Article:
· The need for Muslim-Christian dialogue in the Magisterium of the Pontiffs ·
I was in France on the day Jacques Hamel was brutally assassinated during the Eucharistic celebration in his parish in Normandy.
For two days, France collapsed into consternation: the means of social communication reported endlessly, and commentators recalled the need for dialogue between people of different faiths.
The funeral celebration was seen by the entire country, including political leaders, who shared in the sorrow of the family, the parish and diocese.
I was under the impression that the French remembered that their culture is rooted in the Christian message. The comment on everyone’s lips was: On ne tue pas un curé! [You don’t kill a priest!]
Some did not hesitate to say that religions are factors of peace. All of this is significant for today and tomorrow. Obviously, these criminal acts undermine the credibility of interreligious dialogue, but we must continue to meet, to talk, to work together when it is possible, so that hatred does not prevail.
So often I realize that many problems are due to the ignorance on both sides. And ignorance generates fear. In order to live together it is essential to look at those who are different from us with esteem, benevolent curiosity and the desire to walk together.
Past and present difficulties, disappointments and tragedies must be reflected upon as providential lessons from which it is up to mankind to glean the wisdom necessary to open new, more reasonably and more courageous paths.
There is an urgent need to deepen the content of our religions with an articulated catechesis and we Catholics, in this regard, are privileged, because we can draw from the rich Magisterium of Pope Benedict XVI, who, more so than other Pontiffs, spoke of the need for Muslim-Christian dialogue.
It is often said that there is a risk of religious dialogue giving rise to syncretism. I am of the opposite opinion. On the contrary, I would say, interreligious dialogue is the most effective antidote to relativism. Indeed, the first thing we do, in this dialogue, is profess our own faith. Dialogue cannot be tacked together with ambiguity.
Thus, it seems to me that an event such as that of 26 July 2016 spurs us to deepen our spiritual life, and to nourish it with prayer and study.
It always does us good to recall what John Paul II stated in Kaduna, Nigeria, on 14 February 1982: “All of us, Christians and Muslims, live under the sun of the one merciful God ... and we defend man’s dignity as God’s servant. We adore God and profess total submission to him.... Christianity and Islam have many things in common: the privilege of prayer, the duty of justice accompanied by compassion and almsgiving, and above all a sacred respect for the dignity of man, which is at the foundation of the basic rights of every human being, including the right to life of the unborn child”.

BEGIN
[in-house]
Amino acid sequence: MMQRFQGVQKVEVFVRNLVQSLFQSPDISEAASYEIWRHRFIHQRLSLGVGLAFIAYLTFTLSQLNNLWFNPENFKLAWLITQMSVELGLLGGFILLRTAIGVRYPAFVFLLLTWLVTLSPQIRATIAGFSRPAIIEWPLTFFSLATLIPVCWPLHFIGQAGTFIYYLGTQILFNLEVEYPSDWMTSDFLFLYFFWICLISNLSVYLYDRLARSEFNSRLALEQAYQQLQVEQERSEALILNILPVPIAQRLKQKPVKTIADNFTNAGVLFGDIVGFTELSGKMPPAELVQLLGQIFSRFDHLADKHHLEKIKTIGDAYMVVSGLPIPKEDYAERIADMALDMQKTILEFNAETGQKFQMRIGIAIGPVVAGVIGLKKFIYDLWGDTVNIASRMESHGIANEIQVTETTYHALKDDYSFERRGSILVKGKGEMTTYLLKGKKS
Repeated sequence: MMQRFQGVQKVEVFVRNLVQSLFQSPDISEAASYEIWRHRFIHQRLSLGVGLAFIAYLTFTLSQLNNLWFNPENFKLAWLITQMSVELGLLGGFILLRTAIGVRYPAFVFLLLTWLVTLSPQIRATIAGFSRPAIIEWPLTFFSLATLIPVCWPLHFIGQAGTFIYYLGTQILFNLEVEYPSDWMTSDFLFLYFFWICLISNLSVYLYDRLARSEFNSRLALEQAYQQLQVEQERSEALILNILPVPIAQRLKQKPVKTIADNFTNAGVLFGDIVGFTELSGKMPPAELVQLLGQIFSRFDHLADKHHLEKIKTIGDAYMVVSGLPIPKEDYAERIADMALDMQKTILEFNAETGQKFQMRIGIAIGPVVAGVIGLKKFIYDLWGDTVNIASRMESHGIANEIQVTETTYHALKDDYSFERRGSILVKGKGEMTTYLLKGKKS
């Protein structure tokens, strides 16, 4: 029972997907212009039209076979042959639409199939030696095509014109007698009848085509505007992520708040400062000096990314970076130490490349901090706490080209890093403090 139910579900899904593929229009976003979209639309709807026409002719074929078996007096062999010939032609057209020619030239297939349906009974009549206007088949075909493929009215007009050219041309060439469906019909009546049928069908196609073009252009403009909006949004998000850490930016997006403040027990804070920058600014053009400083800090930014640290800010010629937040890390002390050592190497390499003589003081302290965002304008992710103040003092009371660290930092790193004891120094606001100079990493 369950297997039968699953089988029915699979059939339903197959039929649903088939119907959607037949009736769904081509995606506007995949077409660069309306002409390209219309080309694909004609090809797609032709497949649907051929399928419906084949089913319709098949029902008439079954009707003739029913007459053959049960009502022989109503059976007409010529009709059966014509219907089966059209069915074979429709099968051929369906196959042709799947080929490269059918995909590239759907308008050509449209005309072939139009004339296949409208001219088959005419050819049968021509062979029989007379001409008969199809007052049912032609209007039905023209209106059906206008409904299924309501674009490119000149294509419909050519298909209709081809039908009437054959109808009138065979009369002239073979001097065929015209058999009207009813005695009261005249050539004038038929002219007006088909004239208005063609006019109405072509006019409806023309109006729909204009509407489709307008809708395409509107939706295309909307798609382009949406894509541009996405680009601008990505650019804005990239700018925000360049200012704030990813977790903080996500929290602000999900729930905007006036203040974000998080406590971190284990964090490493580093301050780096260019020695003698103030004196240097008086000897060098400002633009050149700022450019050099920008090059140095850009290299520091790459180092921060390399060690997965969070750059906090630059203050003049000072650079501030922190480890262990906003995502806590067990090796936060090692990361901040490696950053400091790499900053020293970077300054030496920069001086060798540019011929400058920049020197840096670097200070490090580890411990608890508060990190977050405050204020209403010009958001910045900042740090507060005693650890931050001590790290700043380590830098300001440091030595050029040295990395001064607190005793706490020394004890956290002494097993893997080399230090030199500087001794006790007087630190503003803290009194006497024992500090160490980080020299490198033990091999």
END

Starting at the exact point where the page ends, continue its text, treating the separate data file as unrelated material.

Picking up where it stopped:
Thus we can, indeed, we must work together, and promote religious instruction, much more than some elements of society seek to make us forget or even destroy the spiritual aspect of human life.
By murdering Fr Jacques, those who conceived of this ignoble act had a very precise purpose: to show that it is impossible for Muslims and Christians to live together. We have shown, and we believe, that we must instead join forces in the name of God in order to work together for peace and unity in a spirit of sincerity and mutual trust.
For his part, Pope Francis offers constant messages that fraternal coexistence is not only possible, but necessary and productive. On the occasion of his pilgrimage to the Holy Land, for example, the Pope did not hesitate to affirm before the Grand Mufti of Jerusalem on 26 May 2014: “In our earthly pilgrimage we are not alone. We cross paths with other faithful; at times we share with them a stretch of the road and at other times we experience with them a moment of rest which refreshes us.... We are experiencing a fraternal dialogue and exchange which are able to restore us and offer us new strength to confront the common challenges before us”.
St. Peter’s Square
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